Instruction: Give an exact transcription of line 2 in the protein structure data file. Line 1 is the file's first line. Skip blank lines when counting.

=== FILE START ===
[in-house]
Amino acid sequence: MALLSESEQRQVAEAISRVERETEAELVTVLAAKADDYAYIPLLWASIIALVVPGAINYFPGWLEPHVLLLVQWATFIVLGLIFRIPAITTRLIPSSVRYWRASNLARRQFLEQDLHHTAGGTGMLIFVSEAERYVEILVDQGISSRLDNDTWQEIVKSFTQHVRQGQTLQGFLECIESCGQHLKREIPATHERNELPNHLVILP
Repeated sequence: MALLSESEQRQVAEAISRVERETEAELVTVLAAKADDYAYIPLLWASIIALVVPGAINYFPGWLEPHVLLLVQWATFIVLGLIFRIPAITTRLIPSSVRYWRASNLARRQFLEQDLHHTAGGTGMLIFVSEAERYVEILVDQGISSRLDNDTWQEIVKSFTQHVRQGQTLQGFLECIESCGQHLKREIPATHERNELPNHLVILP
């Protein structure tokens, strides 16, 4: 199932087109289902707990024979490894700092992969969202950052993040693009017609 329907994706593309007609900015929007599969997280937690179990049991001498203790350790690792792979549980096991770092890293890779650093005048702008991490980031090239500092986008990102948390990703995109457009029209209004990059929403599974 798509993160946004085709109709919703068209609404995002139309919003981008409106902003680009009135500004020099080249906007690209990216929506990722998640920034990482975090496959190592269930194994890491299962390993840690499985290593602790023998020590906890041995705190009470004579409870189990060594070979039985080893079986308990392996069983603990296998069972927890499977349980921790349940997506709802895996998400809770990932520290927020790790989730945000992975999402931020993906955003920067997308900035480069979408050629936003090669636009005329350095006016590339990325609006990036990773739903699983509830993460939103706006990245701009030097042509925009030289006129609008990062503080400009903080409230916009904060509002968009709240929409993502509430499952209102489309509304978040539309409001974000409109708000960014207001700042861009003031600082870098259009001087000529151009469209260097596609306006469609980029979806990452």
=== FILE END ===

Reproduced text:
Amino acid sequence: MALLSESEQRQVAEAISRVERETEAELVTVLAAKADDYAYIPLLWASIIALVVPGAINYFPGWLEPHVLLLVQWATFIVLGLIFRIPAITTRLIPSSVRYWRASNLARRQFLEQDLHHTAGGTGMLIFVSEAERYVEILVDQGISSRLDNDTWQEIVKSFTQHVRQGQTLQGFLECIESCGQHLKREIPATHERNELPNHLVILP